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Constructing an investment strategy

THE Efficient Market Hypothesis, developed by Professor Eugene Fama in the early 1960s, asserts it is impossible to consistently outperform average market returns, because the market is efficient and stock prices reflect all relevant information and trade at fair value.

Those who subscribe to the theory believe it’s pointless to search for undervalued stocks, time the market or predict trends through fundamental or technical analysis.

Dissidents argue there is evidence to dispute the theory. Stocks with low price/earnings ratios, for example, have historically had better returns.

Another example cited is economic bubbles, where buyers may not be operating on the basis of fair value and frantic selling typically follows.

The 1987 US stockmarket crash, when the Dow Jones  index fell 20 per cent in a single day, proved  stock prices can have significant disparity from their fair values.

Given the divergence in phil-osophies, several investment strategies have evolved.

An investment strategy is ideally a plan, with rules and procedures, based on the investor’s objectives, risk tolerance and future capital requirements, that guides the selection of an investment portfolio.

The building blocks of an investment strategy are asset allocation, buy and sell guidelines and risk/return trade-off.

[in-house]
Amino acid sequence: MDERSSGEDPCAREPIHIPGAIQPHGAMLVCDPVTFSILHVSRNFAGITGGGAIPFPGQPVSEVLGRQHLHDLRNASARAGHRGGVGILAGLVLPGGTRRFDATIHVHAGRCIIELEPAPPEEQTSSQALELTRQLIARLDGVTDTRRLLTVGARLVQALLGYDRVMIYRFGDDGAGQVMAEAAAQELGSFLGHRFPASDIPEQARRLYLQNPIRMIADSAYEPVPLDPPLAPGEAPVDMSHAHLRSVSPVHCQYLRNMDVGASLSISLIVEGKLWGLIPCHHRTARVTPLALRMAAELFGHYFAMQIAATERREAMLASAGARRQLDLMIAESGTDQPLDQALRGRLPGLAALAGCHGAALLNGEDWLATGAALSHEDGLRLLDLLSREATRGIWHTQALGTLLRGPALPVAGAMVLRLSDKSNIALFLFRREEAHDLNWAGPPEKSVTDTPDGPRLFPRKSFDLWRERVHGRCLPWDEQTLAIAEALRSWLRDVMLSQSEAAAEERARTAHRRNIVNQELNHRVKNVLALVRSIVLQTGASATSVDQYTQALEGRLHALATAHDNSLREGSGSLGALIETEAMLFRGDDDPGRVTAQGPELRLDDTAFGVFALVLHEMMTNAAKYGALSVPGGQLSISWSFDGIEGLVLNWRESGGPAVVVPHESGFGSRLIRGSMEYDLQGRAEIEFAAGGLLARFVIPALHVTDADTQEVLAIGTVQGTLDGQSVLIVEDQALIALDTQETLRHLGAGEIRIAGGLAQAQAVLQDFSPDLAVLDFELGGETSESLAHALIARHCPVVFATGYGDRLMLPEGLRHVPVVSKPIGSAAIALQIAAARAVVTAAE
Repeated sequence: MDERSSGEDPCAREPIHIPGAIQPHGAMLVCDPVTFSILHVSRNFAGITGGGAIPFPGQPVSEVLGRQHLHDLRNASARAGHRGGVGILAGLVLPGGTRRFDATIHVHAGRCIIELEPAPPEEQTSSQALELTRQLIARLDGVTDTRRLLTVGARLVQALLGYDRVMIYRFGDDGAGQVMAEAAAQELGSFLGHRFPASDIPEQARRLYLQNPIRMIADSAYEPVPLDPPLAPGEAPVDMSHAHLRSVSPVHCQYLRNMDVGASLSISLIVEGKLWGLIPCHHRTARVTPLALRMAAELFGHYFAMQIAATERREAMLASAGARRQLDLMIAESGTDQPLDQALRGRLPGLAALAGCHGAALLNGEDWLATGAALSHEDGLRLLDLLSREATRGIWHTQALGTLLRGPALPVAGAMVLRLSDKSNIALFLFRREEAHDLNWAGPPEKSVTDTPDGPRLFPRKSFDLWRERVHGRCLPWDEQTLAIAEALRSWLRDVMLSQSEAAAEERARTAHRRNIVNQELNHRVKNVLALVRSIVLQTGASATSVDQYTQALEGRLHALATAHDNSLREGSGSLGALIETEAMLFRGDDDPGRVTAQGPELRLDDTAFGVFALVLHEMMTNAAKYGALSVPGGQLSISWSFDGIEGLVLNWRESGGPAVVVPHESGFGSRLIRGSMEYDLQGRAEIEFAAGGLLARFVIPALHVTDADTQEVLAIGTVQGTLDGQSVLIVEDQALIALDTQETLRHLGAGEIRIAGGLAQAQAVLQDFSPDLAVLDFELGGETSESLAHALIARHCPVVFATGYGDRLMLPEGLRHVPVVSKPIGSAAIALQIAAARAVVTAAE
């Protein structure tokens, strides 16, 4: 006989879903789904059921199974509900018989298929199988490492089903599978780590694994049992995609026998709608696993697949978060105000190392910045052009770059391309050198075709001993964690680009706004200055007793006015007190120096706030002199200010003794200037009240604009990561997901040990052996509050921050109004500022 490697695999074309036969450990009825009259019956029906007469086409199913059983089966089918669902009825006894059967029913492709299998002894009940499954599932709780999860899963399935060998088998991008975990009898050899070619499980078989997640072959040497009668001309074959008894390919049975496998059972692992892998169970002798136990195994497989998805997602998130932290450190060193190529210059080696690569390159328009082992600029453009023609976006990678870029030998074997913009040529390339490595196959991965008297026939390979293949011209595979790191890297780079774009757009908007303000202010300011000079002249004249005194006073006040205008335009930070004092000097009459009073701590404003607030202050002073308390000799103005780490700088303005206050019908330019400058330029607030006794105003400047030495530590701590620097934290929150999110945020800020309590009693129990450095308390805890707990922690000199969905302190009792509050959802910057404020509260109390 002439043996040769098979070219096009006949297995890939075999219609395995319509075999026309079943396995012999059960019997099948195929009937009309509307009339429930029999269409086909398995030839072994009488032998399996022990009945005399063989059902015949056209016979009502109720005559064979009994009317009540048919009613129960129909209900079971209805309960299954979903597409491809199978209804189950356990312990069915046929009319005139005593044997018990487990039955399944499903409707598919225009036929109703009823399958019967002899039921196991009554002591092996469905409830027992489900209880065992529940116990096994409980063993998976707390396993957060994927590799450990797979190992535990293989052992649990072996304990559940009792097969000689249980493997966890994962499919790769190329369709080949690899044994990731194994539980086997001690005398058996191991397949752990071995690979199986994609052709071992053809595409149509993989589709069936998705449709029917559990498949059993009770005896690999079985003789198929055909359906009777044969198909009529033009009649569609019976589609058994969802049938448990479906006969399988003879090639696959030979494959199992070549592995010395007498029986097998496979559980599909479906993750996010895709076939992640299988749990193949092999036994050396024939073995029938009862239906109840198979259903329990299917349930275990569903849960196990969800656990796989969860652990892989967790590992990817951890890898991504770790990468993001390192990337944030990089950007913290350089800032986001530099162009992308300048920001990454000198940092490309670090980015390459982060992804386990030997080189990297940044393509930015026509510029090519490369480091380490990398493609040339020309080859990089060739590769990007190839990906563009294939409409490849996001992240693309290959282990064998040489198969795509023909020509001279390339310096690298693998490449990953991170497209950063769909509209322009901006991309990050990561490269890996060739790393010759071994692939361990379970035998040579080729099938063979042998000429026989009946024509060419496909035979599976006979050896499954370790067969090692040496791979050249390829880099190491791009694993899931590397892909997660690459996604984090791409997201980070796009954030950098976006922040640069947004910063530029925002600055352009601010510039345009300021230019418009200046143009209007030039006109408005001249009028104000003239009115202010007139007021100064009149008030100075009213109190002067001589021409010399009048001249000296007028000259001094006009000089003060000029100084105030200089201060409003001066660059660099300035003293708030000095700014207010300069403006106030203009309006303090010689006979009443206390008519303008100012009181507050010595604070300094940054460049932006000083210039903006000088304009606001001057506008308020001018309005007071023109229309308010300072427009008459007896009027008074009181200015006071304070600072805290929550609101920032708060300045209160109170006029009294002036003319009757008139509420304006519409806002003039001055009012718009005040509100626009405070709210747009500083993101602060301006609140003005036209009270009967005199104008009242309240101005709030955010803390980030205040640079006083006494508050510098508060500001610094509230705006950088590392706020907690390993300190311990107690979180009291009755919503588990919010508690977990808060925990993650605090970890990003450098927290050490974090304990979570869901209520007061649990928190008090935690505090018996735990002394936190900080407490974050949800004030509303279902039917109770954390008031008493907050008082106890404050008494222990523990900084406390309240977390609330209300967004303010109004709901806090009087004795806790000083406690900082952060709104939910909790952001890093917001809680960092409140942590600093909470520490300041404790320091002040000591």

Asset allocation, a form of diversification, is proportioning investments into asset classes to achieve the highest return while minimising risk.

Asset classes are typically cash, bonds, stocks, real estate, precious metals, natural resources and collectibles.

The theory is that different asset classes offer returns that  are not perfectly correlated and will perform differently in different market conditions, reducing the overall risk in the variability of return for a given level of expected return. It’s a key concept in investment management and is considered to be an active management strategy.

An active investment strategy involves building and selecting a portfolio and act-ively managing it to achieve risk-adjusted returns better than a benchmark index.

Active investors believe they can exploit market inefficiencies by buying undervalued stocks or shorting overvalued stocks and time the market, making it is possible to beat the market averages on a consistent basis.

This usually means buying low and selling high (or selling high and buying low, in the case of short selling).

Passive investment, in contrast, involves buying and holding a portfolio that typically tracks a broader index.

This strategy doesn’t entail forecasting, stock selection or market timing, and mini- mises transaction costs. It asserts that it’s impossible to beat the averages consistently on a risk-adjusted basis.

A retail investor would typically buy an index mut-ual fund or exchange-traded fund, whereas an institutional investor would construct a portfolio that replicates the desired index.

It’s been generally proved that indexing outperforms active management in the long  run.

Buy and hold is a passive investment strategy in which a stock is selected, purchased and held for the long term, regardless of periods of volatility or decline.

The assumption is that, in the long term, stocks generally go up and outperform cash and bonds.

Market-timing, on the other hand, involves predicting  price movements, usually on the basis of price and volume data and economic condit-ions. It can involve the use of moving averages.

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